The Darkness That Divides Us

$16.99

Beautiful, happy people? No.

Lucy is the most popular girl in the local elementary school of an idyllic Dutch housing estate. When a bizarre crime rocks her world and sends her mother to prison, Lucy is turned into an outcast and her childhood becomes an ordeal of constant, vicious bullying. After her mother’s release, Lucy’s family decides to escape and make a clean start on a rugged Scottish island. But even here, in this remote corner of the world, Lucy’s past holds a firm grip on her. Told in the alternating voices of the bullies and Lucy, this darkly atmospheric and emotionally gripping story is part family drama and part mystery.

Categories: ,
Translator

Genre

Pages

352

Paperback ISBN

978-9-46238-041-7

Ebook ISBN

978-9-46238-042-4

Region

Publication date

23 April, 2015

Price

£11.99

Author

Renate Dorrestein

Renate Dorrestein (1954–2018) is an internationally bestselling author who occupies a unique position within Dutch literature… Read more

Book Club Questions

  1. Why doesn’t Lucy inform anyone about the severe bullying that’s going on against her?
  2. Could the bullying have been prevented in some way?
  3. Have you had any experiences with successful bullying prevention, or with exactly the opposite?
  4. Why does Lucy’s mother get so angry at Thomas during the celebration of the engagement party?
  5. How would you explain the scene in which Lucy starts to dance in a sensual way during the school theatre? Why would she do that?
  6. How do you feel about the plural, omniscient point of view in Part 1? Do you feel sympathetic toward Lucy and her mother or are you on the side of the townspeople?
  7. Thinking about Part 1, do you think Lucy’s mother is guilty? How does your perspective change in Parts 2 and 3, if it does?
  8. What do you think of Lucy’s affection for Lola? How does it stand in contrast to her relationship with her own mother?
  9. Lucy feels more comfortable when her family moves because no one knows about her past. But does her past affect her? In what way and in what choices?
  10. How would you characterize the relationship between Lucy and Ludo and Duko?
  11. How would you characterize the relationship between Lucy and her mother? Is it a normal mother-daughter relationship?
  12. Was the setting one that felt familiar or relatable to you? Why or why not?
  13. What kind of relationship do you think the mother has with Ludo and Duko?
  14. What is Ludo and Duko’s motive for coming to help Lucy during her confrontation with Thomas’s father?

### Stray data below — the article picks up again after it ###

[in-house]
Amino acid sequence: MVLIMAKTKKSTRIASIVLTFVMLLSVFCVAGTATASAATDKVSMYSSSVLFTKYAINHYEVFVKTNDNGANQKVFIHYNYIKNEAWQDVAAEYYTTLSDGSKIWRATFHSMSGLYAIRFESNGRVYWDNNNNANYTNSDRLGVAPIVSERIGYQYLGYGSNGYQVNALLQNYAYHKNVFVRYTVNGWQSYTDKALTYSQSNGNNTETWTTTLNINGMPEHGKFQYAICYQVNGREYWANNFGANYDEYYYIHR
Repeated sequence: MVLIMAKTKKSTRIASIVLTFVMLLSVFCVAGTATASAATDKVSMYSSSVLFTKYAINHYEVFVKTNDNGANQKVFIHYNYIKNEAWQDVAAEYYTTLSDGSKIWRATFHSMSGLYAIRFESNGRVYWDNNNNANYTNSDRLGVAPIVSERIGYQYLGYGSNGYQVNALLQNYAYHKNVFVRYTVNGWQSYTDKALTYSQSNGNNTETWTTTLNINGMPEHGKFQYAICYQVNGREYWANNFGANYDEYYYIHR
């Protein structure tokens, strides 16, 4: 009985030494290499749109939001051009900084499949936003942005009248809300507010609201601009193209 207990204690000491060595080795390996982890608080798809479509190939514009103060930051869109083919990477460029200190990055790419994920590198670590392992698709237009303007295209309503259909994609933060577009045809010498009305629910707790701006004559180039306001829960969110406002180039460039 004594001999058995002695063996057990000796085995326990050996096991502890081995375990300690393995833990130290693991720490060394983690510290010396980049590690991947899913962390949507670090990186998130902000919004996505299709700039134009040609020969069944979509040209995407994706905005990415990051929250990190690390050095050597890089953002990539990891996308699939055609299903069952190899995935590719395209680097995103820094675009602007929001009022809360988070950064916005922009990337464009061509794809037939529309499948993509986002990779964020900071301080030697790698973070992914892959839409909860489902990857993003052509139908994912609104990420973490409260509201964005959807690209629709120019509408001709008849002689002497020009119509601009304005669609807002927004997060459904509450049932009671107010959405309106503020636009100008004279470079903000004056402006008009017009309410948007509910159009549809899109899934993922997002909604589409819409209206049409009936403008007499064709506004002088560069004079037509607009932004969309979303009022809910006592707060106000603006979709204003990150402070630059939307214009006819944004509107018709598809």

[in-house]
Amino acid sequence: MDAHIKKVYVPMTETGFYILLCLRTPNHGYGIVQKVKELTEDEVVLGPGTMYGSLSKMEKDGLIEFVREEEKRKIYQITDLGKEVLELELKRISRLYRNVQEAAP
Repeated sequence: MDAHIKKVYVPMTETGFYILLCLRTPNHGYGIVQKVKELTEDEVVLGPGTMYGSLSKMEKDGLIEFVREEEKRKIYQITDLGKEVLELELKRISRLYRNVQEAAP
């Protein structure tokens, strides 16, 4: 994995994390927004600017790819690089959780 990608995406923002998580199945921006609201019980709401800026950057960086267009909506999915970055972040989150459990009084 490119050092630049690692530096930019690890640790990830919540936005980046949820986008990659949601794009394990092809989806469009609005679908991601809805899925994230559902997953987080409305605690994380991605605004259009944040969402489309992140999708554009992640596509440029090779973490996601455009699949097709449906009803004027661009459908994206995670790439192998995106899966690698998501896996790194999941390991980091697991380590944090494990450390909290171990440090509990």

15. In what way does the death of Thomas’s father affect the relationships between Lucy, her mother, and Ludo and Duko?
  16. What do you think makes the mother decide to take the guilt upon herself and go to jail?
  17. Why do you think that, in the end, the mother decides to leave Lucy and Ludo and Duko?
  18. What do you think the title refers to?
  19. Dorrestein uses the alphabet to name each of her chapters. How does this relate to the novel? Does each chapter name reflect the contents?

Reviews

‘Less a murder mystery and more a disquieting reflection on how people construct their own versions of the truth … Frighteningly clever. The haunting landscapes Dorrestein creates are as real as they are darkly fantastical.’
Kirkus Reviews

‘Just a remarkable book. Haunting characters, amazing voice, propulsive plot. I hope we see a lot more from Dorrestein. Count me among her fans.’ —KAREN JOY FOWLER

‘A stunning mixture of many genres. The criminal story provides popular, folkloric, parodic, and psychological hints of secret codes to solve the murder case.’ —American Book Review

‘An interesting study in how we intuitively know things aren’t right and how we cope with the lies and subsequent trauma; we are not so much in control of events, as we like to think we are.’ —The Bookseller

‘The plot holds tightly together, tempting the reader further to uncover the secrets hidden in later pages. Highly recommended’ —Dutch News

‘What particularly appeals—and where her strength lies—is the drive that Dorrestein gives her characters. Their survival spirit and courage are unlimited, and their loneliness is therefore all the more tangible.’ —De Volkskrant